XXII.-Every Child's History of England. By MISS CORNER. London: Dean.
A MOST pernicious book; we are in doubt whether the authoress be a papist or an infidel.
XXIII.-1. Thoughts in Verse, from a Village Churchman's Note-Book. By the Rev. SAMUEL CHILDS CLARKE, M. A. Oxford: Parker. 1848.
2. The Triple Judgment; or, The Origin of Evil. By ETHELMUND, a Saxon Bard. London: Shaw. 1848.
MR. CLARKE and the Bard "Ethelmund," do not rise beyond mediocrity as poets.
The illustrations of the first volume are exceedingly tasteful, and deserve a better fate, with the exception of a grotesque figure apparently intended to represent the ideal of a Village Churchman. It is a very fat friar-fatter than any we ever beheld in those lands where, some years since, friars had the opportunity of growing fat. The original must assuredly have been a portrait of Friar Tuck. The verses themselves are utterly devoid of any merit of any kind.
As to the resuscitated Ethelmund, we strongly advise him to
return to his grave, and remain there. We cannot imagine how even a man's own vanity could lead him to employ such a composition for any other use than that of lighting fires.
XXIV.-Kings of England. A History for Young Children. London: Mozley :-and Masters. 1848.
A VERY well written volume-sound and moderate in its principles both of Church and State-decided throughout, but never offensive; though Dunstan and Becket are treated, perhaps, too tenderly, and Edward the Confessor praised rather too strongly. The book was much wanted, and we feel grateful to the author for having done real service to the rising generation.
The Words from the Cross. A Series of Lent Sermons. By W. H. ANDERDON, M.A., Vicar of St. Margaret's. Leicester. London: Pickering. Leicester: Cropley. 1848. We have seldom been so much pleased with any course of Sermons as with these they are simple, loving, earnest, real. Reality is a quality too frequently wanting in such collections—a quality, indeed, the absence of which renders the vast majority of able Sermons almost totally inefficient. The little volume before us is equally suited for the closet and the pulpit-for devotional or didactic use. We have been delighted not only by the unaffected beauty of the work taken as a whole, but by the manner in which, on delicate and difficult questions, exactly the right thing is said, without one shade or one line too much or too little. The following passage meets our eye on opening the book:
"What were our early years? Were we sheltered in a holy home, and did we break through the enclosure that should have guarded our purity? Was the early dew of our baptism scorched up by the glare of sin, and unrenewed by faith and prayer? Did we forfeit our privileges before we became awake to them?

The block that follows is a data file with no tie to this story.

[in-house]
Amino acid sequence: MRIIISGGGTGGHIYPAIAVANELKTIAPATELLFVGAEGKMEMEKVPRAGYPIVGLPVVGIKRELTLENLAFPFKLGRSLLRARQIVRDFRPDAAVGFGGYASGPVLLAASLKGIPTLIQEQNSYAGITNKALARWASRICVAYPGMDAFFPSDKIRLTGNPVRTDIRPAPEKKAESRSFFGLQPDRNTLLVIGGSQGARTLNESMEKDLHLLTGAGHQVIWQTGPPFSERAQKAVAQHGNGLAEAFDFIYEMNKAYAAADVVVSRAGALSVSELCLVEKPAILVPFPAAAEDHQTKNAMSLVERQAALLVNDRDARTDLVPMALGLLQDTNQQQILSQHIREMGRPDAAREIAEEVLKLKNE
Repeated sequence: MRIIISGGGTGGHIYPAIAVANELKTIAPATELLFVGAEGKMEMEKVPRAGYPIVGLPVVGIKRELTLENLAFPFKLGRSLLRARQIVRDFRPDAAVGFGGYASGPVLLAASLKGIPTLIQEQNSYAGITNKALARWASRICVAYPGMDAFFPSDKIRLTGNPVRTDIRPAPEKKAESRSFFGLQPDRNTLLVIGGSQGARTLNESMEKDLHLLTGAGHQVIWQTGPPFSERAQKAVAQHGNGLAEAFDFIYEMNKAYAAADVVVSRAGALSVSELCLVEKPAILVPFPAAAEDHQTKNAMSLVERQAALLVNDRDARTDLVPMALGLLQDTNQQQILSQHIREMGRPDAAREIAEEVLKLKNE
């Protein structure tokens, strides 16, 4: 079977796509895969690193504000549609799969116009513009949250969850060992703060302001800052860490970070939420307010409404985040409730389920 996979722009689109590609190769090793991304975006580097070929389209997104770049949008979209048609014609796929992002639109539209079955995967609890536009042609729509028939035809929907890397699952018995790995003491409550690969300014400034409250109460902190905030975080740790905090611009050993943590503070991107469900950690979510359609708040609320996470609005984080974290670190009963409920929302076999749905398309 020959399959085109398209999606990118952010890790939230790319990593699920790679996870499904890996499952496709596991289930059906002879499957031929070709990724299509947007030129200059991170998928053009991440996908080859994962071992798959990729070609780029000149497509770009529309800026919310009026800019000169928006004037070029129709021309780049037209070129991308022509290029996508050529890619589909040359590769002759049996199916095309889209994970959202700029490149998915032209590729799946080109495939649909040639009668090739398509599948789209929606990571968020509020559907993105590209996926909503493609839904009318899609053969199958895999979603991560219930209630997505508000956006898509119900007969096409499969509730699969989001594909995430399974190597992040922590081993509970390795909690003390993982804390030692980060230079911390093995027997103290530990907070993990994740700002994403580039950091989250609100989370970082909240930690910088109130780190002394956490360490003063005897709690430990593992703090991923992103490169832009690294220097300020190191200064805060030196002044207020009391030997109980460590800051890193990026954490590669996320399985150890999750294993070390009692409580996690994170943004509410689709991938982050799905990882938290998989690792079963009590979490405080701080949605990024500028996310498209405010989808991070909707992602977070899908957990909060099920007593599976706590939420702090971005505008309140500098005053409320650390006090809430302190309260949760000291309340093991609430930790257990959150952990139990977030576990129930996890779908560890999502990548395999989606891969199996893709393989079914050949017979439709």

Again: what have been our latter years? Have we walked on blindly, missing opportunities, neglecting warnings, stopping our ears against invitations, amusing our listless spirits with every trifle upon the road, admiring our fancied selves because ignorant of our real selves, falling, perhaps, into more grievous depths of sin, going clean contrary to the express will of God, and doing that for which the LORD of Life and Glory came to die?
We were blind. knew nothing of We had no eyes The spiritual, the
Father, forgive us, for we knew not what we did! There were upon our eyes as it had been scales. We ourselves nor of Thee. The present was our home. but for the things which are seen and temporal. VOL. XI.—NO. XXI.—MARCH, 1849.
eternal world was to us as though it were not. Thy Presence was shrouded from us: we were under eclipse. No wonder, then, that we walked in darkness, knew not what we did, where we stood, whither our wayward feet were conveying us.'
The passage is rather too long to quote; it merely exemplifies the style and tone of the whole work. The manner in which the writer speaks of the Blessed Virgin has peculiarly delighted us, stinting her of none of that honour and reverence which is her due, yet sternly denouncing the sin of Mariolatry.
XXVI.-Brief Sketch of Human Nature in Innocency. By the Rev. W. GURDEN MOORE, M.A., Vicar of Aslackby, Lincolnshire. London: Painter. 1848.
FROM what we have seen in the volume, there does not appear to be any thing in it either very new or very striking.
We extract a sentence, that our readers may judge for themselves of the style :
"The powers we now possess are naturally incapable of such nice discrimination as to resolve into their elements the severalities of which our being consists."-p. 64.
XXVII.-Journal in France in 1845 and 1848, &c. By THOMAS WILLIAM ALLIES, M.A., &c. London: Longmans. WE have perused this volume with much interest, and, we confess, with still more regret. The position and some of the principles of the author forbid us to express fully the uneasiness which we feel in regard to himself; but the fact is, that Mr. Allies, in his anxiety (we presume) to promote what he thinks more just and tolerant views of Romanism, describes that system in such a way, that the effect is calculated to be extremely injurious. There is much in the volume which betokens (we will not say an unsettled mind, but) a mind which is strangely reconciled to practices and theories which have been justly disapproved by the Church of England. The tendency of the volume is, we think, adverse to the English Church and favourable to that of the Church of Rome.
It is throughout a panegyric on Romanism at the expense of the Church of England. The work in many parts might have been the production of a Romanist. Take the following passage as an instance :
"The sun shines, though we are blind to its rays. Wisdom utters her voice in the streets, though none listen to her. Now incomparably the most important facts in the Roman Church are those which concern